The Nature Conservancy has several parcels of land that make up the Long Pond Preserve.  We traveled to hike Cathy‘s Trail, a short two mile loop.  We parked at the Nature Conservancy visitor center, crossed a playing field to the right, and soon found the trail.  The trail is level as it explores scenic woodlands of maple, pine, spruce, and beech.  Parts of the trail do get wet from a nearby swamp.  We hiked near a small boulder field and returned through more open hardwood forests to a meadow, which we hiked around back to the car.  Overall, this is a nice easy trail that is good for kids.  I really enjoyed the deep spruce forests with the moss and ground pine.  We could hear traffic from I-80.

Next was a visit to the Long Pond Barrens.  Parking off of PA 118 is non-existent.  This preserve features an extensive selection of wide, mowed paths through fields of blueberry and stunted oak, with pitch pine.  It is easy to hike a variety of loops. No trails are marked or signed, we navigated them using the Google earth map on our phone.  Several areas are wet.  It was a unique place with the pitch pine rising over the stunted forest and brush.  While nice, it is not as scenic as the Eales Preserve.  I think the best time to see this preserve is a sunny day after a snowfall, or during fall foliage season when the meadows explode with color.

I hope to explore more of the Poconos.

More photos.

First Day Hike- Ricketts Glen State Park

Little Cherry Run Trail

Last year we began a tradition of having a First Day Hike, a concept that has spread across the nation over the last few years.  This year, we decided to keep the tradition alive.  Despite the frigid 9 degree temperatures, the bright sun provided some motivation to hike as five brave souls met me at the parking area in Ricketts Glen State Park.  While surrounding areas were free of snow, over six inches covered the trails in the park, giving the impression that this was in fact winter.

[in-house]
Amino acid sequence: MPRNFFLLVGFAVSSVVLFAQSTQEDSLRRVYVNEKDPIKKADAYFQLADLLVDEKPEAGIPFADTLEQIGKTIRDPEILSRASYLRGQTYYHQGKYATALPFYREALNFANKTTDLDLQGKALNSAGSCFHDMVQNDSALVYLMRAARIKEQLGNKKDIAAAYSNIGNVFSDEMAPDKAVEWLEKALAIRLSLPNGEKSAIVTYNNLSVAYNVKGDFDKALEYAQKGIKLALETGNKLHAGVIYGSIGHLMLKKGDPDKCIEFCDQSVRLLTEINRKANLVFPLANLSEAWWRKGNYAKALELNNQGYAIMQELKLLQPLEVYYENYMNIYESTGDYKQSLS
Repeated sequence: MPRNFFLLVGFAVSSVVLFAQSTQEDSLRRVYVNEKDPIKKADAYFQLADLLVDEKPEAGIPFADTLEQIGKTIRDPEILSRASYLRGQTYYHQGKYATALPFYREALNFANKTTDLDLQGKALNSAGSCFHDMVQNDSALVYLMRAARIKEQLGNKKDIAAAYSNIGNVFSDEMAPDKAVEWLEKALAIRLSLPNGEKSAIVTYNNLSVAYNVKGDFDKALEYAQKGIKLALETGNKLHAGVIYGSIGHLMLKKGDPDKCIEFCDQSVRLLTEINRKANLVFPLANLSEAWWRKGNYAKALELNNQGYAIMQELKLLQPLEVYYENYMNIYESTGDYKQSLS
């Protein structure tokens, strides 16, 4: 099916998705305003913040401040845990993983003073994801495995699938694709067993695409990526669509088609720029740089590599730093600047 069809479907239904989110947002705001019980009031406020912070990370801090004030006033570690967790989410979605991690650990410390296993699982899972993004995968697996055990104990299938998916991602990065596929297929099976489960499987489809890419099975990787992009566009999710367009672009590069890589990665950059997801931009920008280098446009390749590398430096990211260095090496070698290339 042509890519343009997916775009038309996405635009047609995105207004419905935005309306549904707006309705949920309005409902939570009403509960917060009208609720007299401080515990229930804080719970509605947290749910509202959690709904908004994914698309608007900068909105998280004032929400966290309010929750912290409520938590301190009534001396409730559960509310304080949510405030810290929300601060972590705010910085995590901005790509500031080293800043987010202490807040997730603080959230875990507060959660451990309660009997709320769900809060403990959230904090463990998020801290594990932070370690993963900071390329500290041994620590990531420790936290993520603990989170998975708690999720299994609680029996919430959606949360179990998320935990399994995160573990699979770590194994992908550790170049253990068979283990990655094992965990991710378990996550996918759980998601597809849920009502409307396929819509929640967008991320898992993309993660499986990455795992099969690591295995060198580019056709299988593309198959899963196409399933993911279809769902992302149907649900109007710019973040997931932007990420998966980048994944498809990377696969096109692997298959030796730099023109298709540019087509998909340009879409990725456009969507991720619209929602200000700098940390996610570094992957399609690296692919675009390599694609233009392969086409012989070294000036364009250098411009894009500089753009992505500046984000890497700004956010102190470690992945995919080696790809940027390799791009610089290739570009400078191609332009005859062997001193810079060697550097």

This hike was about 5 or 6 miles long and we began by hiking down to the breached Glen Leigh dam, an old, crumbling concrete structure that is odd for a dam since it is essentially hollow.  We passed above some frozen waterfalls and hiked along the headwaters of Bowmans Creek under deep green boughs of hemlocks.  Maples and birch trees with rolls of peeling bark rose through the forest.  The temperatures warmed a little since we were out of the wind.  The trail was beautiful as it explored peaceful forests and countless animal tracks across the snow.

Little Cherry Run Trail

We turned left onto the new Little Cherry Run Trail, the most scenic section of the hike.  Everyone loved this trail as it climbed up a gorge with a tumbling stream that had several small waterfalls and cascades.  Large rocks and boulders loomed overhead.  The gorge was draped in snow and ice flows.  Two bridges offered easy passage over the frozen stream as the sound of the falling water filled the gorge.  The water was reddish from the swamps upstream.  For those that tire of the crowded Falls Trail, be sure to hike the Little Cherry Run Trail.

Group on the Little Cherry Run Trail

The trail leveled off through a beautiful, deep, green hemlock forest as we crossed small meandering streams.  The frigid sunlight cast shadows across the snow.  We turned left onto the Cherry Run Trail and returned to the dam to complete the loop.  We retraced our steps back to the cars.  Join us for next year’s First Day Hike!

More photos.

The loop we hiked.

 

 

Allegheny Ridge and Graff Woolever Loop (Loyalsock Trail)